It was only by chance that I picked up this book from a person de-cluttering his stock of books on Facebook. I had a faint recollection of the author (Kazuo Ishiguro) from somewhere and decided to read it. What started as a story of love and despair for 3 teenagers studying at Hailsham, an English countryside residential school, changed course and converged into an elegiac novel of the soulless soul. While it may sound every bit nonplussing, delving any further into the intricacies of the plot might mar the experience of the reader.
Kathy, Ruth and Tommy are students at Hailsham, a residential school for ‘special’ children. Kathy, now 31 years old, narrates the story in flashback with events from the present often intertwined. And while life unfolds at Hailsham and beyond, there is an eerie backdrop of an ever lurking mystery. As a reader, one would be ever looking to find clues in knowing the untold, but astonishingly the nonchalance with which the author clears the mystery and goes on with the narrative makes one realise that the true character of the story was never its mysterious backdrop.
Some of the best things about the writing is the conversational tone that has been used throughout and the depth of the emotions that brings out without being overtly vocal. Then there are these small little anecdotes which when you read and think back will often take you back to your childhood (or rather teenhood). A great example would be the concept of Norfolk being the Lost corner of England in the sense that anything that was lost could be found there. And it all started with the mention of the word Lost Corner during one of the lessons on the districts of England. This is the kind of innocent simplicity that we were all part of during our growing up days and this is what resonates the most when one reads the book.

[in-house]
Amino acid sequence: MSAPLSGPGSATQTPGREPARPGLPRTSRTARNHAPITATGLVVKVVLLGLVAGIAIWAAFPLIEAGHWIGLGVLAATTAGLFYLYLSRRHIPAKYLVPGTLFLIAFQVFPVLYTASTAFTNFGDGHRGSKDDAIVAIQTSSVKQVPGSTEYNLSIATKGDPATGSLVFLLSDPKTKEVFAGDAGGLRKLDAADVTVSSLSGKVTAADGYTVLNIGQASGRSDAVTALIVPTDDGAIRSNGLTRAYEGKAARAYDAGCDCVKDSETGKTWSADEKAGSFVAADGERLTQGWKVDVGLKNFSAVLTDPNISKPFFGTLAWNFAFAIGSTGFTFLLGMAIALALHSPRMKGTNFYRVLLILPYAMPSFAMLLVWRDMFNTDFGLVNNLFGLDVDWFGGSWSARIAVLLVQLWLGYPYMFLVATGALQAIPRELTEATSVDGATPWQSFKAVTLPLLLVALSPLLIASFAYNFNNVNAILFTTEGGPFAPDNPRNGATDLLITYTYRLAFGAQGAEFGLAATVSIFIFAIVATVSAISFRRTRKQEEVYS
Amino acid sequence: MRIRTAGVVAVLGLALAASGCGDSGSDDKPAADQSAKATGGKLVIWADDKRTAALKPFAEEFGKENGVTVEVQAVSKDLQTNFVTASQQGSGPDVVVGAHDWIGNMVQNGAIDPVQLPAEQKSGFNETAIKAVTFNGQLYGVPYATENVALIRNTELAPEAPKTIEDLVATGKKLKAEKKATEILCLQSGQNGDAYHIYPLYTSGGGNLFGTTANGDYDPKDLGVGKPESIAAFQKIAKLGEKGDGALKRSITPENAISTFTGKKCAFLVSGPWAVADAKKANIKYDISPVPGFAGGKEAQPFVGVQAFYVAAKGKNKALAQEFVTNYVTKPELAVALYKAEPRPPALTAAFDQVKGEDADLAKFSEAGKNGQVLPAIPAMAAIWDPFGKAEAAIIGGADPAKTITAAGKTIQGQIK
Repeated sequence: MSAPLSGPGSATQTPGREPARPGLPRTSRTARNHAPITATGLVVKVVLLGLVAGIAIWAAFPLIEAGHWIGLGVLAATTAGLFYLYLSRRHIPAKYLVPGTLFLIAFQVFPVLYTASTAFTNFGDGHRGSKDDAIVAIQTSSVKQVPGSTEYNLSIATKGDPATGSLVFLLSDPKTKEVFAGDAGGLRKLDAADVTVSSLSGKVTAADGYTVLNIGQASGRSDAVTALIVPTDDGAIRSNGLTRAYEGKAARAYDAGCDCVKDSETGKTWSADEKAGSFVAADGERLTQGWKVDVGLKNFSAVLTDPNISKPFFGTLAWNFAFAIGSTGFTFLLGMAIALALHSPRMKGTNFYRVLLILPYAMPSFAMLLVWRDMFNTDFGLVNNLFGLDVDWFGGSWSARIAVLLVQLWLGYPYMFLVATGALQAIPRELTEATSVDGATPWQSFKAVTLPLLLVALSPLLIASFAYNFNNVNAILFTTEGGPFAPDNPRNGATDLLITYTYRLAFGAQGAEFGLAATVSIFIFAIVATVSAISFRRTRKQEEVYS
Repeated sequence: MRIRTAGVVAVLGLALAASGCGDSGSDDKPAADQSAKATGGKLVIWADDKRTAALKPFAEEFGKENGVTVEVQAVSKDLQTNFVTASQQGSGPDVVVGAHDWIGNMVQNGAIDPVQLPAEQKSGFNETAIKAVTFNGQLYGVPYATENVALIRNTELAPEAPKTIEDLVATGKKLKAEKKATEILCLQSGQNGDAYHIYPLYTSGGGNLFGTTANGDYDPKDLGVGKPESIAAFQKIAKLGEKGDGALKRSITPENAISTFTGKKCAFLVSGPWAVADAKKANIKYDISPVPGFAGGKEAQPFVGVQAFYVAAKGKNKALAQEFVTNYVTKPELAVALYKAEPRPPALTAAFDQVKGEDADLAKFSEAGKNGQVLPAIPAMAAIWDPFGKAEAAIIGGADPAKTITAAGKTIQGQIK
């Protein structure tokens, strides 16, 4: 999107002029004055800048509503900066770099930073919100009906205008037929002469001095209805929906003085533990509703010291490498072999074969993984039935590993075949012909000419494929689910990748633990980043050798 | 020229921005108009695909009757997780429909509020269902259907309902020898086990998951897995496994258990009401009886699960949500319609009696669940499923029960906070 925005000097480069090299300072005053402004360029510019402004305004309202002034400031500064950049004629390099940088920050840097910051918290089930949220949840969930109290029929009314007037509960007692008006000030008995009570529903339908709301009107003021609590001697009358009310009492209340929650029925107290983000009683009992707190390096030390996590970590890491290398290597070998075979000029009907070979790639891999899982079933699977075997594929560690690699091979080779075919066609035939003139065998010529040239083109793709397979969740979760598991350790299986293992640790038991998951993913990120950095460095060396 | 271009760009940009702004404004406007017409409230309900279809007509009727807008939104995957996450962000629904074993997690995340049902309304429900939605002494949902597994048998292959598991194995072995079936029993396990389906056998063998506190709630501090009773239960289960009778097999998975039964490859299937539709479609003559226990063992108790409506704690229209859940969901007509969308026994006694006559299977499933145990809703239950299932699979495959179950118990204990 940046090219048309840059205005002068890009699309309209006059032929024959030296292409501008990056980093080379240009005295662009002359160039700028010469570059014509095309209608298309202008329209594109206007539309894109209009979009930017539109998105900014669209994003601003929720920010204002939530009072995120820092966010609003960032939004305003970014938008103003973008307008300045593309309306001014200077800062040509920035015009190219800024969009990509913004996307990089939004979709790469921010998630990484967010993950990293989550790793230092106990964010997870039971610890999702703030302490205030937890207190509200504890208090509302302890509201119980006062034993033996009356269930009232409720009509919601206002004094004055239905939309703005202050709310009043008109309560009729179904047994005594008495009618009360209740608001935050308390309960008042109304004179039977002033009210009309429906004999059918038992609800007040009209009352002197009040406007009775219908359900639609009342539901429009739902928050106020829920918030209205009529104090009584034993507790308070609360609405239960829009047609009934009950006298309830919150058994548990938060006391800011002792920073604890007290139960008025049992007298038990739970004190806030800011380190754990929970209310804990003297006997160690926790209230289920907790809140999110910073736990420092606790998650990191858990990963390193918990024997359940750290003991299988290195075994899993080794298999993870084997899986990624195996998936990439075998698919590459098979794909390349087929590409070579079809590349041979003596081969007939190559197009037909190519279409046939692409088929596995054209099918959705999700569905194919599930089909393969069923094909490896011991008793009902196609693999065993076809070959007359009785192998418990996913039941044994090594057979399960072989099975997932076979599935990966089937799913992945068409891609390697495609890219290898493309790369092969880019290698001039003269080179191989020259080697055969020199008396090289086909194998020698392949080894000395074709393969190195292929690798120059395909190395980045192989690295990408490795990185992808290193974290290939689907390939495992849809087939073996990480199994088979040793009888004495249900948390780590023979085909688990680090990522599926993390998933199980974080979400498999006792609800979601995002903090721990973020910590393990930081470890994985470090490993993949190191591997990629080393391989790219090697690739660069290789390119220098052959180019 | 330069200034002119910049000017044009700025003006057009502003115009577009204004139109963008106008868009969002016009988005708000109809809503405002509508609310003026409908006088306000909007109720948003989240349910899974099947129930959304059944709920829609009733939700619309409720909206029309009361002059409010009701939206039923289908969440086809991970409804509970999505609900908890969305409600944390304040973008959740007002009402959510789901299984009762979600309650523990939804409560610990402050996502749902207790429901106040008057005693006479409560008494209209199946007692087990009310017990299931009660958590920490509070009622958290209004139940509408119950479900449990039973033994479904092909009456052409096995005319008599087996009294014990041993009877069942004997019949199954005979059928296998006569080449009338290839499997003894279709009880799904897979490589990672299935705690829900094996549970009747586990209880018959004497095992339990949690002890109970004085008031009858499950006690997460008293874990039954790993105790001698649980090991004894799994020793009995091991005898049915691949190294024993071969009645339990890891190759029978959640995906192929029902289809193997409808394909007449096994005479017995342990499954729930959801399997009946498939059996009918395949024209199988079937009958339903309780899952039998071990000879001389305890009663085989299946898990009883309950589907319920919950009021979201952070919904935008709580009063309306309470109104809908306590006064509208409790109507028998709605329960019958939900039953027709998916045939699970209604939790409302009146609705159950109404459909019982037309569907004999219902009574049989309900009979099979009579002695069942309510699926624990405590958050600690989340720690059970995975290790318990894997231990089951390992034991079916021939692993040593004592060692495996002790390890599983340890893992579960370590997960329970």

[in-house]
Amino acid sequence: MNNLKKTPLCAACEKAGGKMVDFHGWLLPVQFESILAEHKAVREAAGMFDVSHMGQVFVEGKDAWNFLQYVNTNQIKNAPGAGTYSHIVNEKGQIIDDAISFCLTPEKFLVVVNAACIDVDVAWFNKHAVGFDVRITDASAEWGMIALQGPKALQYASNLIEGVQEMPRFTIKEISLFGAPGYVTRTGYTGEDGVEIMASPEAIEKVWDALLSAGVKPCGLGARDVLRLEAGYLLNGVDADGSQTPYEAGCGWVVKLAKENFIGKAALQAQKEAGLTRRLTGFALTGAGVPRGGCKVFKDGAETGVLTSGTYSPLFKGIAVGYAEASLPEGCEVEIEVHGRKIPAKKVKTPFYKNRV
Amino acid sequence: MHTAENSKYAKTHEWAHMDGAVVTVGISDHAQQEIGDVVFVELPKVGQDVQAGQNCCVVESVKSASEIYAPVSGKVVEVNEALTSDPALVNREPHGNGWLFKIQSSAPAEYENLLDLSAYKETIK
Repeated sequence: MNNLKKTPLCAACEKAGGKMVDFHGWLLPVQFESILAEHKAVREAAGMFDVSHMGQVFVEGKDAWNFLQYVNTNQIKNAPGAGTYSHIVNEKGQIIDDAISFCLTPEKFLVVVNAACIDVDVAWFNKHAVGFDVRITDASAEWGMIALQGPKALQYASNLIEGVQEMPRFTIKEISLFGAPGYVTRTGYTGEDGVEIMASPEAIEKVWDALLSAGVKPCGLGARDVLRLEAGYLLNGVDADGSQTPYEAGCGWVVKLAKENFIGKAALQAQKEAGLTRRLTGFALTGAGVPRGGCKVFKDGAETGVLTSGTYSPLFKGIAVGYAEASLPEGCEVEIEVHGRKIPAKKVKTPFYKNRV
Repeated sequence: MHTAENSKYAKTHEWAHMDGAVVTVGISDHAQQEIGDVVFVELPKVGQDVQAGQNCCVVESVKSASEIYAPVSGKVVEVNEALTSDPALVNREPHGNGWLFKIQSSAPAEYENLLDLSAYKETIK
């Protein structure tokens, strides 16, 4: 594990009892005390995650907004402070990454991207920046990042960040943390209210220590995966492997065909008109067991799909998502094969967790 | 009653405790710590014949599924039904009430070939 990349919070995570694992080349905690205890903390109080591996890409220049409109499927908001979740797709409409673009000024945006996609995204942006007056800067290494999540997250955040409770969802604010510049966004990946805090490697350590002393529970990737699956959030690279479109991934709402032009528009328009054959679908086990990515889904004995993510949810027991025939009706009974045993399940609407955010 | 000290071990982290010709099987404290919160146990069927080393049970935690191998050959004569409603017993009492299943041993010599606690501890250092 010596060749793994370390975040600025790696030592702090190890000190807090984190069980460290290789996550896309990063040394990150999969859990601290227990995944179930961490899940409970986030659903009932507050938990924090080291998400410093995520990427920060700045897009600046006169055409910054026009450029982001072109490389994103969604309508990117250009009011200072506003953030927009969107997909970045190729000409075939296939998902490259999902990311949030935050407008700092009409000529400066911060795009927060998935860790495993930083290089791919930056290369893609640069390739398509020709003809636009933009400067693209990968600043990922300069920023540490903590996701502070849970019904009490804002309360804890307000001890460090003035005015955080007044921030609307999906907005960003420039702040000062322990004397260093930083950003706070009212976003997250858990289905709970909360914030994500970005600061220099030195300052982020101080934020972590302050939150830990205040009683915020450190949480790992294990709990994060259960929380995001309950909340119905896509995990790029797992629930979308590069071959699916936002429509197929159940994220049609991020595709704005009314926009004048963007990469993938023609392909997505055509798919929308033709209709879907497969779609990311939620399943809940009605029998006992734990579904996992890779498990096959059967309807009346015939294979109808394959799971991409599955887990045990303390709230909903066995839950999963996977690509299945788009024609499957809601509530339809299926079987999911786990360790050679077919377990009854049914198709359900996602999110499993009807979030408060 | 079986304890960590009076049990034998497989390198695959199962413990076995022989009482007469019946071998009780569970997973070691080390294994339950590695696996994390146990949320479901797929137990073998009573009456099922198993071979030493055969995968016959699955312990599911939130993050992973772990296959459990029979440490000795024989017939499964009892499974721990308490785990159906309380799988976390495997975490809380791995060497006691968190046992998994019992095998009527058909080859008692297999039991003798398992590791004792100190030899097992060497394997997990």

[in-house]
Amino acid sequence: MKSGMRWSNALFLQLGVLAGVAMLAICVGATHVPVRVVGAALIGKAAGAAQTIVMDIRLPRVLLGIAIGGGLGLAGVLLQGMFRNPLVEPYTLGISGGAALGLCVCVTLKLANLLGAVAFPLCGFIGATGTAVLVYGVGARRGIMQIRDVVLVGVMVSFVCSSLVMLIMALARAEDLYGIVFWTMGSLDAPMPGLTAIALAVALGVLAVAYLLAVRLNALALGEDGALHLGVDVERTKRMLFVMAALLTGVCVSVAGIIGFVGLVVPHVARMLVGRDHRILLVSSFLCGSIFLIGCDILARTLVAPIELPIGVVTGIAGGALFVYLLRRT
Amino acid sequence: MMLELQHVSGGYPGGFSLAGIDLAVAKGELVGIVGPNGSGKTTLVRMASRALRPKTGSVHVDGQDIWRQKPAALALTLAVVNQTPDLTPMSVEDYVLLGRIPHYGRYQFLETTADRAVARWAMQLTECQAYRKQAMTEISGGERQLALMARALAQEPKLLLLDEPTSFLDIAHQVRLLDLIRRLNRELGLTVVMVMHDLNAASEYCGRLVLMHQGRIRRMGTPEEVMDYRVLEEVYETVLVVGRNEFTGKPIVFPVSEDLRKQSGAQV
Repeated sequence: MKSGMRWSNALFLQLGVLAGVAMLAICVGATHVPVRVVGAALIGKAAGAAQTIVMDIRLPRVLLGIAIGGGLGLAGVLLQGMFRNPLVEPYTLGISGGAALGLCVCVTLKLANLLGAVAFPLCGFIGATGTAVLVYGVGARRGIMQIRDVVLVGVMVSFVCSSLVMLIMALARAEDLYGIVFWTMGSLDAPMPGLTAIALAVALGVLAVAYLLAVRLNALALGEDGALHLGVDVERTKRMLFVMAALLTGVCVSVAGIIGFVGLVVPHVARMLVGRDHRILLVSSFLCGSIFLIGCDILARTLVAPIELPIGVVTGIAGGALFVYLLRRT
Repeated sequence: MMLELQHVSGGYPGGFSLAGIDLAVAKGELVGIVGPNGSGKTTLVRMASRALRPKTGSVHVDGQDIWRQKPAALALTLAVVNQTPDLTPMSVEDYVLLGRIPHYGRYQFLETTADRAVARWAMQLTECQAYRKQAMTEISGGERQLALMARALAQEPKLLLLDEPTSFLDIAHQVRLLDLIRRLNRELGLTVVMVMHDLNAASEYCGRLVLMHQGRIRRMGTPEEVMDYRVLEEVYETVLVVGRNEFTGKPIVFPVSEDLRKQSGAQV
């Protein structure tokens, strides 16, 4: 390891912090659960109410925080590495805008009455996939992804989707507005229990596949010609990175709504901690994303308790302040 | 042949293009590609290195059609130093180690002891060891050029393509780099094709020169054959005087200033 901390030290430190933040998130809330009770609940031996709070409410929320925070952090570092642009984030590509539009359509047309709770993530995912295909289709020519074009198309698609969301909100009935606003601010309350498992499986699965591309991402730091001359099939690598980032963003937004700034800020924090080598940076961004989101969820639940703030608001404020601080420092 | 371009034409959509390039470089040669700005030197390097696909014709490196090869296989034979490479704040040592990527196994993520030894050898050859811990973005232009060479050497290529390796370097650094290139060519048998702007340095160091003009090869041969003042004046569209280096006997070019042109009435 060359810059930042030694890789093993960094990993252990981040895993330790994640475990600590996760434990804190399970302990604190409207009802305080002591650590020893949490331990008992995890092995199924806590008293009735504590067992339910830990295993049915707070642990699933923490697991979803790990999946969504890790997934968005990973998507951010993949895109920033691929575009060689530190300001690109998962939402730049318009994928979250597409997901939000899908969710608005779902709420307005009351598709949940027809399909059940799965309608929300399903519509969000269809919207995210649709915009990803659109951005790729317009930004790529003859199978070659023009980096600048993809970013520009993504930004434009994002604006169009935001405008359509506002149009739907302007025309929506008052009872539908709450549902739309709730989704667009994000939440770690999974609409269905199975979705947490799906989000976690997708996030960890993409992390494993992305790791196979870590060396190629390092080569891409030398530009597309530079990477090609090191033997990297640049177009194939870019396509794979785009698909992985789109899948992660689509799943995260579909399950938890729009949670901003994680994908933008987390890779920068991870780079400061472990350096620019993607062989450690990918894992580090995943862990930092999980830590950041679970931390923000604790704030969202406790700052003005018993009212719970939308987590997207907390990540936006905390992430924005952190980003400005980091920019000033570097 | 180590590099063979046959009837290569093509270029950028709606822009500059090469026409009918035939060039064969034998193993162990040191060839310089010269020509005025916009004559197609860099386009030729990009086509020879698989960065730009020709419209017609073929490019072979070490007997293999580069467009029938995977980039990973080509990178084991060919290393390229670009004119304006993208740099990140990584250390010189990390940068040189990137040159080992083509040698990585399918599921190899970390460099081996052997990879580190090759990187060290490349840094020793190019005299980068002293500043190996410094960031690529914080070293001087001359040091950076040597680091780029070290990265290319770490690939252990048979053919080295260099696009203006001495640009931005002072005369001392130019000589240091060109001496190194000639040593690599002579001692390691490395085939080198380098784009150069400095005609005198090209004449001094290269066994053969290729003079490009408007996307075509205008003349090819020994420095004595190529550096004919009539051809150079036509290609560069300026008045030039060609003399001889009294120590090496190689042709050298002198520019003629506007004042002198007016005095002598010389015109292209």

‘You see, because it’s stuck out here on the east, on this hump jutting into the sea, it’s not on the way to anywhere. People going north and south’ – she moved the pointer up and down – ‘they bypass it altogether. For that reason, it’s a peaceful corner of England, rather nice. But it’s also something of a lost corner.’
A lost corner. That’s what she called it, and that was what started it. Because at Hailsham, we had our own ‘Lost Corner’ up on the third floor, where the lost property was kept; if you lost or found anything, that’s where you went.
To be honest, this is one of the few books where I donot understand if I really do like the book or not. I think its kind of a prose that may leave you, it definitely has left me, in a paralysed state of mind; where you do feel the emotions – the love , the pain, the despair but on the surface you remain as calm as if nothing has gone past it. To round it off, I would say this is the kind of writing where the emotions are not conveyed through the words that the author has chosen, neither the characters that play it out, but the setting of the work and the ability or the intent of the reader to bring it to the fore.
For me, I will not stop at this, I will be exploring the other works of Ishiguro to know more about this man who writes in two planes at once.
My rating : 3.5/5
Buy it here : Never Let Me Go by Kazuo Ishiguro